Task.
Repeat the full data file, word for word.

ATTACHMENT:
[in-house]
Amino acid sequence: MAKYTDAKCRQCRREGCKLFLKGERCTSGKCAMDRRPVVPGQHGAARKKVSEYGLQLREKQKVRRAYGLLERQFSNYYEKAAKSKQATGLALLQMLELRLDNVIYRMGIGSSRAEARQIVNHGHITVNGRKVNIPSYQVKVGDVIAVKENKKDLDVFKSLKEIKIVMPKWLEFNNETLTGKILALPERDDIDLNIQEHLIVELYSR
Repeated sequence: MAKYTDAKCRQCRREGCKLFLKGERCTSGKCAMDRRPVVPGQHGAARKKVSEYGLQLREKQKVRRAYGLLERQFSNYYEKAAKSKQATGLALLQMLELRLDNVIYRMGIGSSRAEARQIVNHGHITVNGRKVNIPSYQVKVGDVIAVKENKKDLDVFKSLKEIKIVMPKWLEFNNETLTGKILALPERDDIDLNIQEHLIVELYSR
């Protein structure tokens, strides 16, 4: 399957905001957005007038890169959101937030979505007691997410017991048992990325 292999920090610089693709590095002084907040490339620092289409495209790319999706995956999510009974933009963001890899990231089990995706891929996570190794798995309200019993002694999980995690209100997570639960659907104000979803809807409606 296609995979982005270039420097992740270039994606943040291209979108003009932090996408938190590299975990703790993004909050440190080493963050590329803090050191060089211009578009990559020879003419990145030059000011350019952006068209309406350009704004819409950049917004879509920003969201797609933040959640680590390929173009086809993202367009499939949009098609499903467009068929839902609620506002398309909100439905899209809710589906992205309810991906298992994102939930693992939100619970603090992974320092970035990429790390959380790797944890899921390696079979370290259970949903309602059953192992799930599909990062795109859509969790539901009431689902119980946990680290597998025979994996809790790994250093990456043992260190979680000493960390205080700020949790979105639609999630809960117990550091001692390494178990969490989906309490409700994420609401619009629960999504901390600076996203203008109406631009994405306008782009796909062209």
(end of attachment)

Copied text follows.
[in-house]
Amino acid sequence: MAKYTDAKCRQCRREGCKLFLKGERCTSGKCAMDRRPVVPGQHGAARKKVSEYGLQLREKQKVRRAYGLLERQFSNYYEKAAKSKQATGLALLQMLELRLDNVIYRMGIGSSRAEARQIVNHGHITVNGRKVNIPSYQVKVGDVIAVKENKKDLDVFKSLKEIKIVMPKWLEFNNETLTGKILALPERDDIDLNIQEHLIVELYSR
Repeated sequence: MAKYTDAKCRQCRREGCKLFLKGERCTSGKCAMDRRPVVPGQHGAARKKVSEYGLQLREKQKVRRAYGLLERQFSNYYEKAAKSKQATGLALLQMLELRLDNVIYRMGIGSSRAEARQIVNHGHITVNGRKVNIPSYQVKVGDVIAVKENKKDLDVFKSLKEIKIVMPKWLEFNNETLTGKILALPERDDIDLNIQEHLIVELYSR
């Protein structure tokens, strides 16, 4: 399957905001957005007038890169959101937030979505007691997410017991048992990325 292999920090610089693709590095002084907040490339620092289409495209790319999706995956999510009974933009963001890899990231089990995706891929996570190794798995309200019993002694999980995690209100997570639960659907104000979803809807409606 296609995979982005270039420097992740270039994606943040291209979108003009932090996408938190590299975990703790993004909050440190080493963050590329803090050191060089211009578009990559020879003419990145030059000011350019952006068209309406350009704004819409950049917004879509920003969201797609933040959640680590390929173009086809993202367009499939949009098609499903467009068929839902609620506002398309909100439905899209809710589906992205309810991906298992994102939930693992939100619970603090992974320092970035990429790390959380790797944890899921390696079979370290259970949903309602059953192992799930599909990062795109859509969790539901009431689902119980946990680290597998025979994996809790790994250093990456043992260190979680000493960390205080700020949790979105639609999630809960117990550091001692390494178990969490989906309490409700994420609401619009629960999504901390600076996203203008109406631009994405306008782009796909062209």